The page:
No development, no vote: Villagers of Murshidabad
Around 3,000 voters from three villages in Murshidabad are boycotting the assembly elections to protest lack of electricity, poor roads, arsenic poisoning and other such issues. Sagarnil Mukherjee reports.india Updated: Apr 08, 2011 17:11 IST
Around 3,000 voters from three villages in Murshidabad are boycotting the assembly elections to protest lack of electricity, poor roads, arsenic poisoning and other such issues.
About 450 voters from Tulshipukur village of Imannagar gram panchayat in Farakka and 2,500 voters of Sripurdanga and Gakunda villages are boycotting the election.
Mustak Hossain, a resident of Tulshipukur, said, “About 22 years ago, the electricity department installed electric poles in our village. But wires haven’t been installed. We don’t have electricity. All local leaders are aware of it. Also, there is no arsenic-free tube-well in our village. The only such tube well is lying damaged for several months.”
Md Shamsurjaman, another villager, said, “Doctors seldom visit the local health centre. It is now a permanent resident of some cattle. The condition of village roads is very poor. We have never seen the local rural body repair the roads.”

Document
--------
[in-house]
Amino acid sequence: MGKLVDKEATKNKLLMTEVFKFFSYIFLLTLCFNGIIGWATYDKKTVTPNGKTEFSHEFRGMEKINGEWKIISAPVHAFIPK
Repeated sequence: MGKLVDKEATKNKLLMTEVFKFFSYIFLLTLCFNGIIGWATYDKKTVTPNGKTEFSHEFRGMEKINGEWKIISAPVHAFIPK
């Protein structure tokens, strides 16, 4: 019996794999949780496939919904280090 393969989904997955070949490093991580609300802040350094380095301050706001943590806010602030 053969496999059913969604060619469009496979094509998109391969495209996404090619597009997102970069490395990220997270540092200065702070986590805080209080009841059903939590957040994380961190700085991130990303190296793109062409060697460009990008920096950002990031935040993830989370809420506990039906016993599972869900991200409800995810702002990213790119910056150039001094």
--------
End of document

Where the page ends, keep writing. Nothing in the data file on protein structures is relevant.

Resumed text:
The villagers complain that they get to see political leaders only during the election. In protest, they have whitewashed all election graffiti from the wall. Jangipur SDO Enaul Rahaman said, “My officers will talk to the villagers.” On the other hand, voters of Sripurdanga and Gakunda have boycotted the elections because the village roads haven’t been repaired since Independence.
According to Sujit Mondal, resident of Sripurdanga village, “The only road in our village — Badsahi road — hasn’t been repaired since its construction. We suffer both in the rainy and summer seasons. No vehicle enters this village, fearing mud on the roads. As a result we have to walk about
2 km at least, before getting any vehicle for Behrampore or any other town. So this year, 600-odd voters of this village have decided not to cast their votes.”
Amir Ali Biswas, an elderly member of Gakunda village, said, “The road in our village hasn’t been repaired in my lifetime. Our children face great difficulties in rainy season to reach schools and colleges. But no political party has any bothering solve the problem. As a result, this year 2,000 voters from the village will not exercise their voting power.”
Md Alauddin, a resident of same village, said, “This area was under Hariharpara constituency but after delimitation, it now falls under Beldanga. Our old MLA never looked after our problem. So, we are sure the new MLA, too, will follow his path. So, we are boycotting the election.”